Reviewed by Jeanne Palmateer
by Colin Thompson
Jessica Kingsley Publishers
June 21, 2016, Hardcover: 232 pages, ISBN-13: 978-1785920462
When I first cracked open Colin Thompson’s book Fitting In, I was overcome with a delight only found in a truly atheistically pleasing book. The inside cover is graced with a drawing of a bookshelf that is full of cleverly titled books and delightful scenes that connect to the titles of the books. My imagination was sparked by the colors and creativity of the first few pages. The artistic drawings and photographs continued to hold my attention throughout the book. Each page brings new insights from stories told in creative, serious, and sarcastic tones. There were many times that I would laugh and wince while reading the same page.
Thompson’s writing is vivid and authentic. Some of these vivid moments made my stomach curdle with disgust at the terrible things that were happening in a young boy’s life. In other moments, my heart sunk as I read about his heartbreak and searching for peace, all while in the grips of life-altering depression. However, I also found myself laughing at some comical parts or completely clever lines. One line, about the boarding school he attended while a child, particularly drew me into the his story with a deep interest:
It looked like a childhood dream, long days of Latin and cricket, of playing in the trees, cross-country running and training to become a leader of men, uniforms and views of the world from Harrods, privilege for the privileged in yet another isolated cocoon. But there was a darkness about the place like an invisible cloak, a darkness that could stifle innocence, a darkness like a memory of Charles Dickens. (Thompson 43).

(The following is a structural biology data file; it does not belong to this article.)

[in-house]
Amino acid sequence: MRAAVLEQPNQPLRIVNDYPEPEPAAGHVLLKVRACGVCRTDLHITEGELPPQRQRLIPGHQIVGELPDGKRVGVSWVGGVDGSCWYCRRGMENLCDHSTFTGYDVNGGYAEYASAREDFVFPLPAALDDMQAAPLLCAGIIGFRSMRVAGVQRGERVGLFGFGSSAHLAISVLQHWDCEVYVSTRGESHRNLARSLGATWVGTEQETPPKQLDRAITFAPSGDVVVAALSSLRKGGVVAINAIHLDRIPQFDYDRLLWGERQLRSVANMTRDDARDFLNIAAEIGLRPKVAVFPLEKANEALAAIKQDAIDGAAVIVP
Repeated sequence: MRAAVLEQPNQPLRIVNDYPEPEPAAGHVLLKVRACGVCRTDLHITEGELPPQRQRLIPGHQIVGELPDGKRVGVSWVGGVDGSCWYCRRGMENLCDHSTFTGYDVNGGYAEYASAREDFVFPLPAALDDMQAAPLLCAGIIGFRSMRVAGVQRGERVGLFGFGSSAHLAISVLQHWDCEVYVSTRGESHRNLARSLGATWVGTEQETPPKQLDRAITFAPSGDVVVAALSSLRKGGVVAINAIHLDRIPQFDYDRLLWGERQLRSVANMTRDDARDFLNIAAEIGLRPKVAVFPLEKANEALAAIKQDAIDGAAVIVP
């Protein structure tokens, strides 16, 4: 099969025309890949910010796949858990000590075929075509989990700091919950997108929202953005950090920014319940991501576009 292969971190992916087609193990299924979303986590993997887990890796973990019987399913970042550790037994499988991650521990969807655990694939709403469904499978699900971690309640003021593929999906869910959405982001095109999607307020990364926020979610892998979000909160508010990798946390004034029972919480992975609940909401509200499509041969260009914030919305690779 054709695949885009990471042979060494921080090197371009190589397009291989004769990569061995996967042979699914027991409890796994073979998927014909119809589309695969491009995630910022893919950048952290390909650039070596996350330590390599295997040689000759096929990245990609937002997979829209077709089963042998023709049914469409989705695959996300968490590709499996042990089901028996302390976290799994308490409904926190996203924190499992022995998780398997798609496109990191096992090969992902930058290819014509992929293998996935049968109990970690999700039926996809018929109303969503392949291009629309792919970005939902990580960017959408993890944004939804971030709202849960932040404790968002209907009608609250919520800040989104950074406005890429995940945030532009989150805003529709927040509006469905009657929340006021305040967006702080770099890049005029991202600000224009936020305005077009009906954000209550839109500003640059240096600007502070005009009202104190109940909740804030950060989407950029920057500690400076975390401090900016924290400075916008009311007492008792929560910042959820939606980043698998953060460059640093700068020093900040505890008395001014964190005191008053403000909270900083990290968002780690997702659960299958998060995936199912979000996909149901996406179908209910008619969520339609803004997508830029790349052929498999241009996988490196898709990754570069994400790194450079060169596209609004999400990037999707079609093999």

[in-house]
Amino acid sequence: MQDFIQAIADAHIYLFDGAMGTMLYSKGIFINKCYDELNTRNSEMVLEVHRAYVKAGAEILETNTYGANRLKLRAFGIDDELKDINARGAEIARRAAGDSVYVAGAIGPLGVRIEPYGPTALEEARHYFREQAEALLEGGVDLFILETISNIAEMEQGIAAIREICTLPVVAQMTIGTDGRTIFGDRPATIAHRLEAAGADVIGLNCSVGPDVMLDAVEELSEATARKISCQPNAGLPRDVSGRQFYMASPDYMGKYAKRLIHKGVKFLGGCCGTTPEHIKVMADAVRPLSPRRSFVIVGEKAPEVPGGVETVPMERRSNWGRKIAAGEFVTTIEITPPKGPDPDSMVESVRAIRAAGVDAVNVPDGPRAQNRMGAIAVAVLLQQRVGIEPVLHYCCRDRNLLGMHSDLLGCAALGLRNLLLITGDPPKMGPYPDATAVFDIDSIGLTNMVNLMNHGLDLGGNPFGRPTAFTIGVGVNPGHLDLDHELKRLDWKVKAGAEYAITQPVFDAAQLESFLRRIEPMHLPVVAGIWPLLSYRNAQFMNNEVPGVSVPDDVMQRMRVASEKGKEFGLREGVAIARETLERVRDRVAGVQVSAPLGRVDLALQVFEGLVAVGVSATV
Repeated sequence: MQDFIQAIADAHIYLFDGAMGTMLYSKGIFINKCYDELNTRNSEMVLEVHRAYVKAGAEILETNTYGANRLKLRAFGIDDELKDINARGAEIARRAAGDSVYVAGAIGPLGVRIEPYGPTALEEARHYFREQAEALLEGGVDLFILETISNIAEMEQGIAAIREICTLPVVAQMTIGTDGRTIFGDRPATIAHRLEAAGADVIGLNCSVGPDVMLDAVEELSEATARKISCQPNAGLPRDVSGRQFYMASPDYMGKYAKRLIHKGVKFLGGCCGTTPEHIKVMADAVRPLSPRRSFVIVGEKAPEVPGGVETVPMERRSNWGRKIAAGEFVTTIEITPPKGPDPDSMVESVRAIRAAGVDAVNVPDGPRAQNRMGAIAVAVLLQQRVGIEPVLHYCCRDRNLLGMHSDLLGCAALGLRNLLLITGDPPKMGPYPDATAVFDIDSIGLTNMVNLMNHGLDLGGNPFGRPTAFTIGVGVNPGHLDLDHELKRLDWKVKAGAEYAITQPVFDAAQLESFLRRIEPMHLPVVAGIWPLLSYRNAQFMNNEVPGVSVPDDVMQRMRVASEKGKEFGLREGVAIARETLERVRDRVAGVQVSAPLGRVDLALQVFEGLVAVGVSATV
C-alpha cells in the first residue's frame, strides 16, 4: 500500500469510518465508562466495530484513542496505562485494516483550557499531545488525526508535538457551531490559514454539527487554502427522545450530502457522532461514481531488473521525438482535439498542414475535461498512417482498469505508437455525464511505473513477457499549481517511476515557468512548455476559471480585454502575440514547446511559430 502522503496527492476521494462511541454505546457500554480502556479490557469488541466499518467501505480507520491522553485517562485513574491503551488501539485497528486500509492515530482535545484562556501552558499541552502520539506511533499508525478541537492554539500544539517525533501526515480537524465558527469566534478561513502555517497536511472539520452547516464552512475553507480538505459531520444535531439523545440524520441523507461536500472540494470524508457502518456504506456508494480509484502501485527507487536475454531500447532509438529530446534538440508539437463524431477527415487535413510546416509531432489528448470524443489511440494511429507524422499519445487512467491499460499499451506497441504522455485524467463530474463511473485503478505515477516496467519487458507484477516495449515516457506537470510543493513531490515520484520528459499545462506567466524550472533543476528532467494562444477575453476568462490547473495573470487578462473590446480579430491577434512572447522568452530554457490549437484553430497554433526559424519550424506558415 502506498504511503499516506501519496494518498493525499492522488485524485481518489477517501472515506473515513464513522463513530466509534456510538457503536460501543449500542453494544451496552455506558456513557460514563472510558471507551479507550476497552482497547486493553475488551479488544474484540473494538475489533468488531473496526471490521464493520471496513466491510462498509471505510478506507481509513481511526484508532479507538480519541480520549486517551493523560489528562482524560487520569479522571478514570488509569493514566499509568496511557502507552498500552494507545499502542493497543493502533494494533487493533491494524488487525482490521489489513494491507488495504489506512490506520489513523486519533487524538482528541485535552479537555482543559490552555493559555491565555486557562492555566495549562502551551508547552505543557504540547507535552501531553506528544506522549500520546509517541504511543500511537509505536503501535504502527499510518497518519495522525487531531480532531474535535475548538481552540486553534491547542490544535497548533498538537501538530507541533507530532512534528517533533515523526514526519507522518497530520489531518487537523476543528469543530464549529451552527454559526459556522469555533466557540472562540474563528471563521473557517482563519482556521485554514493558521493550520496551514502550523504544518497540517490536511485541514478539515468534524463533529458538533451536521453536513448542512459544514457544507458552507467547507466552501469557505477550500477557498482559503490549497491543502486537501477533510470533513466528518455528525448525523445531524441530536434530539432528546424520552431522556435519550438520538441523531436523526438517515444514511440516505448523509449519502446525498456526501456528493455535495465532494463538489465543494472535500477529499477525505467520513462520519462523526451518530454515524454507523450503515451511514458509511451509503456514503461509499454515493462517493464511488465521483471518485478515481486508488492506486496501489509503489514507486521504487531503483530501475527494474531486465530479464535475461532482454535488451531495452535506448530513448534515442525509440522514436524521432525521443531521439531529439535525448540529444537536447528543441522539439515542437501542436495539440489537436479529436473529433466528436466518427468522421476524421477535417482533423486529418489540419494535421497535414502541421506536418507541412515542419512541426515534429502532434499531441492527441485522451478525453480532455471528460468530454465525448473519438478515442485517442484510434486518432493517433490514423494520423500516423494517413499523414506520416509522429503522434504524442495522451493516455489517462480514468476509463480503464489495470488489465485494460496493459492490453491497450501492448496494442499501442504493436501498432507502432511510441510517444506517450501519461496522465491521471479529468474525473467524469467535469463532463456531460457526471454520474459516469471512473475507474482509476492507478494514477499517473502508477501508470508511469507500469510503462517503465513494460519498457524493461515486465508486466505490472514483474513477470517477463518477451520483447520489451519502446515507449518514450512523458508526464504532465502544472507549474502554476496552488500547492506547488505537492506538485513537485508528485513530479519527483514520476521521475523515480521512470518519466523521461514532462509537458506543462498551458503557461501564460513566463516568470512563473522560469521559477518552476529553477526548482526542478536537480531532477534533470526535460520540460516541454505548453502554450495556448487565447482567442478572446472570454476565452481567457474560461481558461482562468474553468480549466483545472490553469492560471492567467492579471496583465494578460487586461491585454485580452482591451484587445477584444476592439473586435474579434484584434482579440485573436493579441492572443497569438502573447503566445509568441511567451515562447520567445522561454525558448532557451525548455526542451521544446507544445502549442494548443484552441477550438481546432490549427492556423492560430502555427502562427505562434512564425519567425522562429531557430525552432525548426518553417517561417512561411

And it is over the next few pages that Thompson explains the reason for the darkness over the place – but I’ll let you read the book to find that out for yourself. In addition to the intriguing metaphors, Thompson gives the reader a glimpse into his battle with depression and his search to fit in even though his Asperger’s made it difficult to do so.
Fitting In gives deep psychological and artistic insights to Thompson’s transition from childhood into adulthood, and what it is like to battle with depression. Manic depression is made real and given a voice in the accounts of his young adult years. Thompson’s writing gives the reader a meaningful picture of what his experience with depression was like. Such as when he writes,
I fell slowly and relentlessly into a deep dark hole of unrelieved depression. And then I spent three years sitting in the hole looking up at the sky until I had a crick in my neck and not once did the blue bird fly over, though a bit of me never stopped believing it would.
In those days, which were 1962, the only known cure for depression was Snap Out of It. It still is, though slightly less, a popular treatment.
Which is amazing, considering the millions of people who have discovered it doesn’t work. (Thompson, 81).
The depression is a level of the book that aligns with his trying to fit in while living with Asperger’s. Some of the most colorful and creative pages of the book follow the line: “When I was a child, I fitted in perfectly. Then I got bigger, but the box stayed the same size.” (Thompson 89). The next twelve pages go on to give descriptions and explanations of what Asperger’s is and how those with it interact with the world. During these pages, he writes to the reader while giving rules and understanding to the “they” who don’t have Asperger’s; “Rule #1 We are not broken or better or worse.” (Thompson 92). These were lessons I took to heart.
The clever storytelling of Colin Thompson in Fitting In somehow binds itself to you and makes you fully engaged with the pages in front of you. It invites you to sit and read a page or two and then ponder what you just read. My eyes were opened to a life completely different from my own. This is the beauty of memoirs. They pull you out of the self-centered life you may be living and make you engage with someone else’s life story. As I read, I saw the raw and coarse pain of depression and the desire to fit in. Thompson’s honesty made me develop compassion for something I myself have never known. It forced me to look at a part of the world that I do not often see. I will definitely be re-reading Thompson’s memoir some time soon.
About the reviewer: Jeanne Palmateer is a senior at Bethel College, Indiana. She is pursuing a major in English and Writing. After graduating, she plans to continue writing and working within the literary community.